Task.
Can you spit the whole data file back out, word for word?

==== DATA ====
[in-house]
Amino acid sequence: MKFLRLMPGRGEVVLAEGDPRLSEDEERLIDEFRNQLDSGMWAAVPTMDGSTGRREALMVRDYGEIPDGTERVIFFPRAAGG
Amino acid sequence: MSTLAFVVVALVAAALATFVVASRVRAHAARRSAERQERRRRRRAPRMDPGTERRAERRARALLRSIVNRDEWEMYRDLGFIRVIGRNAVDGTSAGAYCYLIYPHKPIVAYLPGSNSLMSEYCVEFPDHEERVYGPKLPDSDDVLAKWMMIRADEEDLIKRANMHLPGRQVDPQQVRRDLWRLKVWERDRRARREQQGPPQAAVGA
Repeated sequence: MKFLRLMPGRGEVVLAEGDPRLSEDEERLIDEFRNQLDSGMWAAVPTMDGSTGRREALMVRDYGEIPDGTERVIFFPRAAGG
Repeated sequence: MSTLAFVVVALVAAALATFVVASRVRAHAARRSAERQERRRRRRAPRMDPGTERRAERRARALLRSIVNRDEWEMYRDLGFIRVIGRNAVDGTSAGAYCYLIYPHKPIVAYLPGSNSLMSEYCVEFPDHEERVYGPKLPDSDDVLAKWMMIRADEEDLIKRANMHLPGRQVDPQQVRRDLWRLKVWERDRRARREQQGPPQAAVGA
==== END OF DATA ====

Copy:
[in-house]
Amino acid sequence: MKFLRLMPGRGEVVLAEGDPRLSEDEERLIDEFRNQLDSGMWAAVPTMDGSTGRREALMVRDYGEIPDGTERVIFFPRAAGG
Amino acid sequence: MSTLAFVVVALVAAALATFVVASRVRAHAARRSAERQERRRRRRAPRMDPGTERRAERRARALLRSIVNRDEWEMYRDLGFIRVIGRNAVDGTSAGAYCYLIYPHKPIVAYLPGSNSLMSEYCVEFPDHEERVYGPKLPDSDDVLAKWMMIRADEEDLIKRANMHLPGRQVDPQQVRRDLWRLKVWERDRRARREQQGPPQAAVGA
Repeated sequence: MKFLRLMPGRGEVVLAEGDPRLSEDEERLIDEFRNQLDSGMWAAVPTMDGSTGRREALMVRDYGEIPDGTERVIFFPRAAGG
Repeated sequence: MSTLAFVVVALVAAALATFVVASRVRAHAARRSAERQERRRRRRAPRMDPGTERRAERRARALLRSIVNRDEWEMYRDLGFIRVIGRNAVDGTSAGAYCYLIYPHKPIVAYLPGSNSLMSEYCVEFPDHEERVYGPKLPDSDDVLAKWMMIRADEEDLIKRANMHLPGRQVDPQQVRRDLWRLKVWERDRRARREQQGPPQAAVGA